Washington: Within the next few days, Nigeria is expected to announce that it is now the largest economy in Africa, surpassing South Africa. One will need to look carefully at the calculations, but the announcement should come as little surprise. Nigeria is a booming market, and contains nearly one-fourth of the population of Sub-Saharan Africa. Its population is four times that of South Africa and its markets are more open to new investment than is South Africa. Why Nigeria feels it necessary to recalibrate its economic data may have more to do with internal domestic politics and less to do with South Africa, its rival for leadership of the African continent.
Abuja: The Nigeria Labour Congress (NLC) hosted the 2nd Trilateral Conference of the Nigeria Labour Congress (NLC), Congress of South African Trade Unions (COSATU) and the Trade Union Congress, Ghana (TUC-Ghana) from Wednesday 13th Novembers to Friday 15th November 2013, at the Rockview Hotel, Abuja. The Conference with the theme: Working Class Solidarity for Poverty Eradication: The Imperative of Re-Industrialisation and Decent Job in Africa, was attended by official delegations from Nigeria Labour Congress, Congress of South African Congress of Trade Unions, and Trade Union Congress of Ghana. Unions, as well as officials of Embassies and High Commissions of Ghana, South Africa and representative of the Federal Republic of Nigeria, who graced the opening session.
The prickliness between Africa’s two biggest states – Nigeria and South Africa – is often ascribed to the competition for prominence on the continental and global stage. While there have undoubtedly been issues related to mooted positions in the United Nations and African Union, for example, many of the issues that dog this relationship play out at a much lower level – that of the citizenry.
Nigeria and South Africa are committed to working together to build Africa’s industrial base and will play a valuable role in ensuring value is added to the continent’s natural resources. South Africa’s Trade and Industry Minister Rob Davies was confident in this assertion made at a business forum in 2013 during the state visit of President Goodluck Jonathan to his southern counterpart.
Abuja: Nigeria's president, Dr. Goodluck Jonathan, on Tuesday in Abuja said that Nigeria would continue to welcome investors from South Africa and other African countries in keeping with its commitment to the promotion of intra-African trade and economic relations. President Jonathan was speaking when he received Mr. Collins Chabane, a special envoy of President Jacob Zuma of South Africa.
Abuja: The days when African labour unions take different opinions on labour matters at international fora may end soon. The need to find a platform on which to fashion out strategies to ensure unified voices was the centre of the trilateral meeting between Nigeria Labour Congress (NLC), Congress of South African Trade Unions (COSATU) and Ghana Trade Union Congress (GTUC), which kicked-off in Abuja yesterday.
Lagos: Nigeria is seeking to benefit economically from bilateral treaties and agreements signed by the country, with foreign governments. There are no records for sure on how many treaties Nigeria has signed, however a collation process is already underway to determine just that, according to Honorable Dayo Bush-Alebiosu, the chairman House committee on Treaties and bilateral agreements. The committee has identified over 200 treaties but at the end of collation may be looking at well over 400 treaties. The treaties include those that impose financial obligations on the nation, and those that will require domestication according to the treaties act.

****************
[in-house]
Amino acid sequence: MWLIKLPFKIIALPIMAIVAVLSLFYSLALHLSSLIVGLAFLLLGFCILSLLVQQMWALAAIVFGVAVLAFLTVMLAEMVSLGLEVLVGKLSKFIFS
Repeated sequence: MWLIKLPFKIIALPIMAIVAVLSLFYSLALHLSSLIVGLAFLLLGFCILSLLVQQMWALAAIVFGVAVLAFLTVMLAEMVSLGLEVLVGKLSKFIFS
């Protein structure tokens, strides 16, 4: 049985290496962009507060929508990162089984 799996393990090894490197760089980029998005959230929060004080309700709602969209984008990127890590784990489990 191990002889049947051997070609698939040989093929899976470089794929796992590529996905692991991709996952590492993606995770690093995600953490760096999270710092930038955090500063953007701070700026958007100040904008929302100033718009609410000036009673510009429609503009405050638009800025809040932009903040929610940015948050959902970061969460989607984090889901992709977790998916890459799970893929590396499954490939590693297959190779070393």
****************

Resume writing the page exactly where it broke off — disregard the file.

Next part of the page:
New York: Emerging details of what transpired at the just-concluded African Union (AU) extra-ordinary summit at the weekend in Addis Ababa, Ethiopia, have revealed the role played by President Goodluck Jonathan in averting what some Nigerian diplomats now describe as a Kenyan coup against the International Criminal Court (ICC). While the AU Assembly of Heads of States just managed to agree to requesting the United Nations Security Council to ensure that the ICC defers its cases against sitting African heads of states, diplomatic sources at the meeting revealed that Kenya had wished AU withdraw from ICC or at least threaten to do so. It was learnt that the proposal was tabled both at the ministerial and heads of states levels of the AU summit in Addis Ababa.
South Africa and Nigeria are pivotal states regionally and continentally and therefore their relationship matters to all Africans. The future of the relationship will be determined by the leaders of the respective countries but also by the citizens in their relationships with each other at a personal and business level. Because so much resentment and ignorance still exists, there needs to be much more proactive dialogue and engagement to ensure such issues do not bedevil relations between the countries.
South Africa and Nigeria, Africa’s economic powers in Africa and pivotal states, are tied by historical bonds and by the responsibility of economic as well as political and military weight. But they have mostly failed to rise to the responsibility that their importance to the continent’s development implies. The recent history has been characterised as much by the tensions that lay close to the surface in this uneasy relationship as by the achievements that mutual co-operation has led to.